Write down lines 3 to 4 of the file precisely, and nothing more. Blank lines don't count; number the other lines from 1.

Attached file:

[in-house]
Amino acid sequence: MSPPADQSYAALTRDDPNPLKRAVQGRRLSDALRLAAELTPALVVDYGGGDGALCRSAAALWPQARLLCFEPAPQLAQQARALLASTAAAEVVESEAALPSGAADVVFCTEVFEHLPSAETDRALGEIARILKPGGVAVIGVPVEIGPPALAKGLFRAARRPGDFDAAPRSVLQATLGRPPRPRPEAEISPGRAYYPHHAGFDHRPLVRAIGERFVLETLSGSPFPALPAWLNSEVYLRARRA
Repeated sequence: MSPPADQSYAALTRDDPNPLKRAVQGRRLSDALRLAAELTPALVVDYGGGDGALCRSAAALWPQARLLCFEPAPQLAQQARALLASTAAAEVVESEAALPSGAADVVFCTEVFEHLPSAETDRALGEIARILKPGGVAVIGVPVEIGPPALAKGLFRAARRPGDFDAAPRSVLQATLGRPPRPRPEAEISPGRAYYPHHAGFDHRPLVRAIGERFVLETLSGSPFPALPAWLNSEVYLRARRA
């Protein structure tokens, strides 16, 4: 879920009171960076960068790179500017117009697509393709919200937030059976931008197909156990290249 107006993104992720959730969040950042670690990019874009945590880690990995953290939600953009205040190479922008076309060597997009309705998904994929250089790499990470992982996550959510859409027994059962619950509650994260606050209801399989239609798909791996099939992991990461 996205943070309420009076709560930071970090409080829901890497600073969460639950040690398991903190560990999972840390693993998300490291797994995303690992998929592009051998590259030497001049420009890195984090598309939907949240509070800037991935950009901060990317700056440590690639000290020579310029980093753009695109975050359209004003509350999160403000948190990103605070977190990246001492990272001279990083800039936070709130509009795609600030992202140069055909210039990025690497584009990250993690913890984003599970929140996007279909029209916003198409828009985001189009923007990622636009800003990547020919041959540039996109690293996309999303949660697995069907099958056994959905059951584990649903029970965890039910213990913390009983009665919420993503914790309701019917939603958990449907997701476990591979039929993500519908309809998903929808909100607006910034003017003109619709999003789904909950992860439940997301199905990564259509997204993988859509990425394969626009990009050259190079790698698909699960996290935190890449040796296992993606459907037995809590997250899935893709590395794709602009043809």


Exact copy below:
Repeated sequence: MSPPADQSYAALTRDDPNPLKRAVQGRRLSDALRLAAELTPALVVDYGGGDGALCRSAAALWPQARLLCFEPAPQLAQQARALLASTAAAEVVESEAALPSGAADVVFCTEVFEHLPSAETDRALGEIARILKPGGVAVIGVPVEIGPPALAKGLFRAARRPGDFDAAPRSVLQATLGRPPRPRPEAEISPGRAYYPHHAGFDHRPLVRAIGERFVLETLSGSPFPALPAWLNSEVYLRARRA
């Protein structure tokens, strides 16, 4: 879920009171960076960068790179500017117009697509393709919200937030059976931008197909156990290249 107006993104992720959730969040950042670690990019874009945590880690990995953290939600953009205040190479922008076309060597997009309705998904994929250089790499990470992982996550959510859409027994059962619950509650994260606050209801399989239609798909791996099939992991990461 996205943070309420009076709560930071970090409080829901890497600073969460639950040690398991903190560990999972840390693993998300490291797994995303690992998929592009051998590259030497001049420009890195984090598309939907949240509070800037991935950009901060990317700056440590690639000290020579310029980093753009695109975050359209004003509350999160403000948190990103605070977190990246001492990272001279990083800039936070709130509009795609600030992202140069055909210039990025690497584009990250993690913890984003599970929140996007279909029209916003198409828009985001189009923007990622636009800003990547020919041959540039996109690293996309999303949660697995069907099958056994959905059951584990649903029970965890039910213990913390009983009665919420993503914790309701019917939603958990449907997701476990591979039929993500519908309809998903929808909100607006910034003017003109619709999003789904909950992860439940997301199905990564259509997204993988859509990425394969626009990009050259190079790698698909699960996290935190890449040796296992993606459907037995809590997250899935893709590395794709602009043809």